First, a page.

• Since the financial collapse of 2008, most consumers have felt an eroded sense of trust with incumbent banks that they do not feel with alternate lenders
  • Challengers are not tied to outdated and expensive products, back-end processes, or technology allowing them to cherry-pick and do so economically


 

11:05 am - 11:30 am

Executive Exchange

 

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Thought Leadership

Become a Change Agent for Business Transformation

Today's modern CIO is embarking on a digital transformation journey exploring radical hybrid IT strategies and leveraging new technologies like Cloud, Social, Mobile and Big Data. However, with 'keeping the lights on' legacy IT components costing nearly 90% of a typical IT budget, how can IT make powerful advancements and lead business change? 

Join this interactive session to learn how award-winning CIOs are successfully tipping the balance by liberating people, time and money from costly ongoing maintenance of their ERP systems including SAP and Oracle, to invest in strategic initiatives that create real-world competitive advantage.

Sponsored by:

Rimini Street View details

 
 
 

11:35 am - 12:00 pm

Executive Exchange

 

Executive Boardroom

Disaster Recovery and Preparing for the Inevitable

Like death and taxes, IT outages are an inevitability whether as the result of power loss, telecommunications outage, or any one of a myriad other potential technical and non-technical issues. In this environment, the savvy CIO knows that what matters most is preparation " being ready for that next outage with an IT infrastructure that is both resilient and flexible and Disaster Recovery procedures that allow for efficient and effective recovery, balancing Recovery Time and Recovery Point objectives with appropriate cost. Disasters happen but with proper planning they don't have to be disastrous to your business.

Takeaways:

  • In the event of a severe outage, businesses without a Disaster Recovery plan are at a significant disadvantage when it comes to recoverability and viability
  • DR planning cannot be an at all costs proposition and appropriate planning must take into account reasonable Recovery Time and Recovery Point objectives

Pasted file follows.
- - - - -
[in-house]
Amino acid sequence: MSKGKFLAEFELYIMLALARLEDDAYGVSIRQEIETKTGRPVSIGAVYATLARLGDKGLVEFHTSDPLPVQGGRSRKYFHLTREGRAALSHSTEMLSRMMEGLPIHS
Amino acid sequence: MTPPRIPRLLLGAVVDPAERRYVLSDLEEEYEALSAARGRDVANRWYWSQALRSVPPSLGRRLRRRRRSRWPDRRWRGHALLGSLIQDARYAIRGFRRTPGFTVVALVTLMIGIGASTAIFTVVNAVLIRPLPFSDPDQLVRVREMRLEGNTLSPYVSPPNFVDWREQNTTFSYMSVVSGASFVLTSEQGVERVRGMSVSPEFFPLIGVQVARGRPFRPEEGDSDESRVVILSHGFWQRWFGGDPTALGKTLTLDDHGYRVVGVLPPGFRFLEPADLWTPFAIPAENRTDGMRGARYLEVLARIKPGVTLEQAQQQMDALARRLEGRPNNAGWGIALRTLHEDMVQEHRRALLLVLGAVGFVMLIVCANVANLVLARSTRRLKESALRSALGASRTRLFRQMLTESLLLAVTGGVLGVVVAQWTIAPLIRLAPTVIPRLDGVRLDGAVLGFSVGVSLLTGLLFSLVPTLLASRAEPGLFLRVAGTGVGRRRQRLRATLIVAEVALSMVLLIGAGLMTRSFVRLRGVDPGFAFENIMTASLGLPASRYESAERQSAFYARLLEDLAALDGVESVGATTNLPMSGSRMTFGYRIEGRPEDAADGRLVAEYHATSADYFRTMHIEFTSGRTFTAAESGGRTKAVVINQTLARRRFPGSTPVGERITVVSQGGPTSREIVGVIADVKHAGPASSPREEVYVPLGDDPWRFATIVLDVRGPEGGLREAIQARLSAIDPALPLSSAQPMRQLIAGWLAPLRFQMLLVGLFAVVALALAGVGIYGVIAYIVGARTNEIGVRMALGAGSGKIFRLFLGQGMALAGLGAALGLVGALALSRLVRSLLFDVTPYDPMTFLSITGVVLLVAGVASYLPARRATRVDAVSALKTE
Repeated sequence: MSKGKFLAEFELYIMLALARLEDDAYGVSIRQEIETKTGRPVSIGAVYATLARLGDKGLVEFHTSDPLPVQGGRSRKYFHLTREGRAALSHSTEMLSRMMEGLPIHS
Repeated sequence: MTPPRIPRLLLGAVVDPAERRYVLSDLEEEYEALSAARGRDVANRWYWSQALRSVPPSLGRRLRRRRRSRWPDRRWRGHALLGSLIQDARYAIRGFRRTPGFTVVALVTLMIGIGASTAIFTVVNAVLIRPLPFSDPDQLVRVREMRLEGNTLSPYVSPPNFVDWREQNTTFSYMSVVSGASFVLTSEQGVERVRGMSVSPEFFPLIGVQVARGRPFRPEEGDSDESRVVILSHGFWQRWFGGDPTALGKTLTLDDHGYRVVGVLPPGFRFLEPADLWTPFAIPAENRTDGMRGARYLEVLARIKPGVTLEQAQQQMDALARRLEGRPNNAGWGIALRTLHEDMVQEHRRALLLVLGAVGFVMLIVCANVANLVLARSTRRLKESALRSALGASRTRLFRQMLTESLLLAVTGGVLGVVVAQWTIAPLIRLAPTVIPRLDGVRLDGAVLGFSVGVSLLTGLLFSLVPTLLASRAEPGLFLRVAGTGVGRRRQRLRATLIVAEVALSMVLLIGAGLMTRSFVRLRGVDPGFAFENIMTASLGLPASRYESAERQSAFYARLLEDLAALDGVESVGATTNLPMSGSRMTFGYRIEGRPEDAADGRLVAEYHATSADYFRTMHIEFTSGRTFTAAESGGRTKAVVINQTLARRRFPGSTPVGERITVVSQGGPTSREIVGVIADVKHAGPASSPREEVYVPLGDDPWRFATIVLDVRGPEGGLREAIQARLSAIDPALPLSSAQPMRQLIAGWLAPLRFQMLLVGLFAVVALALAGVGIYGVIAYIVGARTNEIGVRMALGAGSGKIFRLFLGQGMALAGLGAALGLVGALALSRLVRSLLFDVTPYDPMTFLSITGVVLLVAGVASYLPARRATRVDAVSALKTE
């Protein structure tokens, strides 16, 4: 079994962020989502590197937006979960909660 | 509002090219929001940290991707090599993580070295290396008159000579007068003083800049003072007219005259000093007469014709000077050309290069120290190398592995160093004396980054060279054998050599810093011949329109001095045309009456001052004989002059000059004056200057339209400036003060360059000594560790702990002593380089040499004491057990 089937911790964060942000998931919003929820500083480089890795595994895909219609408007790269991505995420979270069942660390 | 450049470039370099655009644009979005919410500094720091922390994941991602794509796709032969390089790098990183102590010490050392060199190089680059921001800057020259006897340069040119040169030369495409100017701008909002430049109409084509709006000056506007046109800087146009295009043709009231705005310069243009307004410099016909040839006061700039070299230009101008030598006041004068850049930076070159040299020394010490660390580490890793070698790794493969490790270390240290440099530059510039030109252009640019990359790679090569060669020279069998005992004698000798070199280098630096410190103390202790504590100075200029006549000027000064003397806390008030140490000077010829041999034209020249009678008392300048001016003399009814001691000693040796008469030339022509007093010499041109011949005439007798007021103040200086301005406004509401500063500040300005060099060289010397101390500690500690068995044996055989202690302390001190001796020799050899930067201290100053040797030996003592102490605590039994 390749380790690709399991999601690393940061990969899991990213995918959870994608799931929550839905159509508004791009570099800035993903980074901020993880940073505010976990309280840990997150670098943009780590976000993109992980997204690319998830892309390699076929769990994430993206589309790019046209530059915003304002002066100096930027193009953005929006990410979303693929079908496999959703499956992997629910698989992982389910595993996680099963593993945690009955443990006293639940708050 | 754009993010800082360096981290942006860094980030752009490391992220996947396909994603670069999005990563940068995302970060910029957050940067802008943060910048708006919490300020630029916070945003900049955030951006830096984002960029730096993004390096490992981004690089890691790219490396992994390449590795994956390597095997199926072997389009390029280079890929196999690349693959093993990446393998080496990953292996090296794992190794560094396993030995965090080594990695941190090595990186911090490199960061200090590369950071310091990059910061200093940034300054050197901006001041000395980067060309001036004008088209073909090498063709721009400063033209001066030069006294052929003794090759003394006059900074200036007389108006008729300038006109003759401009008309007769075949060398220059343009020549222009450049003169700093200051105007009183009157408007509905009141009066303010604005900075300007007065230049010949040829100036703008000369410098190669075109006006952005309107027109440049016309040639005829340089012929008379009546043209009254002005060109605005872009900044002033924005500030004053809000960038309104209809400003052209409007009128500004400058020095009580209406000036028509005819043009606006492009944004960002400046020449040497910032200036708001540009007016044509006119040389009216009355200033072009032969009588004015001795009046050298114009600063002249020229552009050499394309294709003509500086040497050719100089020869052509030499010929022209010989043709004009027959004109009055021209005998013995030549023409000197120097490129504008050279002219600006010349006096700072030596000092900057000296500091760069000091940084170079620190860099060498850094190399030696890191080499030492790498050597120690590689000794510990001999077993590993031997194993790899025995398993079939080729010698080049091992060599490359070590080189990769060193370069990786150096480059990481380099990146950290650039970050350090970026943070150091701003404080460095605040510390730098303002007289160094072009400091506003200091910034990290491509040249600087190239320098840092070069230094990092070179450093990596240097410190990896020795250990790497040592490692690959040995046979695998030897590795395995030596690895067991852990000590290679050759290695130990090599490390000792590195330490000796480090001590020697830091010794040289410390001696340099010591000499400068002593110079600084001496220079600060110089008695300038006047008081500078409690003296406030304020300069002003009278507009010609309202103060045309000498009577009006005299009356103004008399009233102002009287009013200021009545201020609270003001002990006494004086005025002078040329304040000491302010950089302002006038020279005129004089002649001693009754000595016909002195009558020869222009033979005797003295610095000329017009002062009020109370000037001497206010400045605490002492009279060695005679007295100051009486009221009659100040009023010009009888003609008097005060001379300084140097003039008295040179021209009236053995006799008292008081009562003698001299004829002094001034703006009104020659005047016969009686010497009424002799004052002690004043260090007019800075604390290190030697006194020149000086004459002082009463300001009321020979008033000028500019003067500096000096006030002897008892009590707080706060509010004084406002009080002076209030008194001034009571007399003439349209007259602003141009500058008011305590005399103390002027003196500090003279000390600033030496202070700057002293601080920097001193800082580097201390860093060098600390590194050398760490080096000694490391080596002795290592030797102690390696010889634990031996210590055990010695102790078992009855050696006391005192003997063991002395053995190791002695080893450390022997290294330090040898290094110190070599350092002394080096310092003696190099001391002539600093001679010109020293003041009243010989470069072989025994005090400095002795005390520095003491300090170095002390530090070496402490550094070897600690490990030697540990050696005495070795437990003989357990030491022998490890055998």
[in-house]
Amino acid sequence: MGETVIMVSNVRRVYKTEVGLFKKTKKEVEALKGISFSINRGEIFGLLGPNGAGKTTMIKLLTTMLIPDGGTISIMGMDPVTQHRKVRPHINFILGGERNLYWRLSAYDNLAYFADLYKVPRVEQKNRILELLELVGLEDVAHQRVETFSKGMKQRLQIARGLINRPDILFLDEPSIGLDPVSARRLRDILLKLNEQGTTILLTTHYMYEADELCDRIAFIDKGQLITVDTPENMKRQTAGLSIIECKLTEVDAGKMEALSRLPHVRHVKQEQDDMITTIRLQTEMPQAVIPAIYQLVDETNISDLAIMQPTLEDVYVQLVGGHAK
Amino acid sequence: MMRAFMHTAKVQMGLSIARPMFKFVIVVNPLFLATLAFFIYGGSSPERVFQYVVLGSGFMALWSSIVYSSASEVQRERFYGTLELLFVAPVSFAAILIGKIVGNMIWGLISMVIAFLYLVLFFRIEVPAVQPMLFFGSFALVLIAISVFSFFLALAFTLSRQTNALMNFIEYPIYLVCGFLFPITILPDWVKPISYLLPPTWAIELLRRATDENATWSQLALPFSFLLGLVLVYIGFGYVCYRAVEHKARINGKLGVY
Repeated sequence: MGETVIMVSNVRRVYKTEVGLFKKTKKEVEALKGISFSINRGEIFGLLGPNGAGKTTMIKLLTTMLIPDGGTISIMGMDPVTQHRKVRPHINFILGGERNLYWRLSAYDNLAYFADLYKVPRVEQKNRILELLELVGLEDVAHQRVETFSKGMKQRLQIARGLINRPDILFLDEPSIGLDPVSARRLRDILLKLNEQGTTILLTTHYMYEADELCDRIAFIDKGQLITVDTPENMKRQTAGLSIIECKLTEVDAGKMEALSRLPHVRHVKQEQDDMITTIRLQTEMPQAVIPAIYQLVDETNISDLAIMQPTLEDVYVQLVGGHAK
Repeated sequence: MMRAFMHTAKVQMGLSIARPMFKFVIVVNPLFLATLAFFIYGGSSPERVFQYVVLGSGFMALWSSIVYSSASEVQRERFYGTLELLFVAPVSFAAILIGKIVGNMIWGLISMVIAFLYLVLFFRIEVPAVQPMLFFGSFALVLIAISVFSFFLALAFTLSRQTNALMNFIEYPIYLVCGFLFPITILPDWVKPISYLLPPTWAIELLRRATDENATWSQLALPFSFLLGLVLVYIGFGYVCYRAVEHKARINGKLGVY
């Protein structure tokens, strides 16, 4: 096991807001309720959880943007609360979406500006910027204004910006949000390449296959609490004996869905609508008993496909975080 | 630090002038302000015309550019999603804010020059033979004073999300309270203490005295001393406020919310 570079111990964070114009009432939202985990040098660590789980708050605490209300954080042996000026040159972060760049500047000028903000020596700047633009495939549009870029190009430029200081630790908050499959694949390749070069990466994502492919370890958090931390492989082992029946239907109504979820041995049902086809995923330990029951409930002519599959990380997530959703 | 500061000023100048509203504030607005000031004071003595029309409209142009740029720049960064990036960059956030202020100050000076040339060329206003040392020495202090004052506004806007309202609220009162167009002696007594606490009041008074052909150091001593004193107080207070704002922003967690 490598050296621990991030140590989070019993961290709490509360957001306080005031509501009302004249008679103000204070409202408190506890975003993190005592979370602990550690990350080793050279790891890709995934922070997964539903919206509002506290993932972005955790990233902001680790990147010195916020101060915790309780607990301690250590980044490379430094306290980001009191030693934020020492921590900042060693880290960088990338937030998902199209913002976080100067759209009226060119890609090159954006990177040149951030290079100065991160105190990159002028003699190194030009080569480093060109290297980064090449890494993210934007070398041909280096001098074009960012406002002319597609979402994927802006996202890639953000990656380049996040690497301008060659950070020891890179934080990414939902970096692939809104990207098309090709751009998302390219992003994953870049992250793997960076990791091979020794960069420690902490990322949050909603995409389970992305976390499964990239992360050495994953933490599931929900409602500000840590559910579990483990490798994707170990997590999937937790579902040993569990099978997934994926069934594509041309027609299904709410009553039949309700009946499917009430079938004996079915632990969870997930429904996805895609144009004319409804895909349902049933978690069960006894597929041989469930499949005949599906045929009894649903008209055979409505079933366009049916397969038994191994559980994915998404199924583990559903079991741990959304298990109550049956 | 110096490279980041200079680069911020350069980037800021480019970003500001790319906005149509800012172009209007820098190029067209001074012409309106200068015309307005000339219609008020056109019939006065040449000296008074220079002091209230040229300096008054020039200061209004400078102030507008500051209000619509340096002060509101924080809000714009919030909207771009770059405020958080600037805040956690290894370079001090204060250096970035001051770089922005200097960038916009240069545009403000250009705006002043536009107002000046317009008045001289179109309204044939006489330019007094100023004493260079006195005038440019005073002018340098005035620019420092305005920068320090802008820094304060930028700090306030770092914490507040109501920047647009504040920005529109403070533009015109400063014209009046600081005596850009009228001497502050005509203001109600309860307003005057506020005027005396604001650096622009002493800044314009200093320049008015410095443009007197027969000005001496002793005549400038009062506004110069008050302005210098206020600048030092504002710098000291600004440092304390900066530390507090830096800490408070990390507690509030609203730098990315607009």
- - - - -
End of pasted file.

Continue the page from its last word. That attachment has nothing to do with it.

• Catastrophic outages get the press but are the thin end of the wedge " minor service interruptions are far more common and must be planned for as well

Executive Boardroom

Big Data is all about the Cloud

Of the four disruptive technologies, Cloud and Big Data are the two most top of mind for CIOs, the former because it has the potential to enhance agility and productivity while enabling efficiencies and reducing costs and the latter because it derives insights that drive competitive advantage and increases revenues. As the two continue to grow in relevance and importance to enterprise IT, and indeed to the enterprise as whole, it is only natural that they begin to intersect with the cloud becoming the optimal platform for the delivery of Big Data capabilities, either in-house through the use of IaaS/PaaS or out-of-house through SaaS or Analytics as a Service. IT departments and the CIOs that lead them then need to look to their Big Data and Cloud strategies and determine how best to align them to leverage the advantages where the whole is greater than the sum of the parts.

Takeaways:

  • Cloud computing is a fundamental enabler of big data and advanced analytics capabilities
  • IT can, and must, become a leader in enterprise analytical capabilities by becoming a broker of cloud services
  • Cloud can benefit big data and analytics in a variety of ways with a variety of different delivery models each scaled to individual needs
 

12:05 pm - 12:30 pm

Executive Exchange

 

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Think Tank

Bank Process Standardization and the Era of Banking as a Service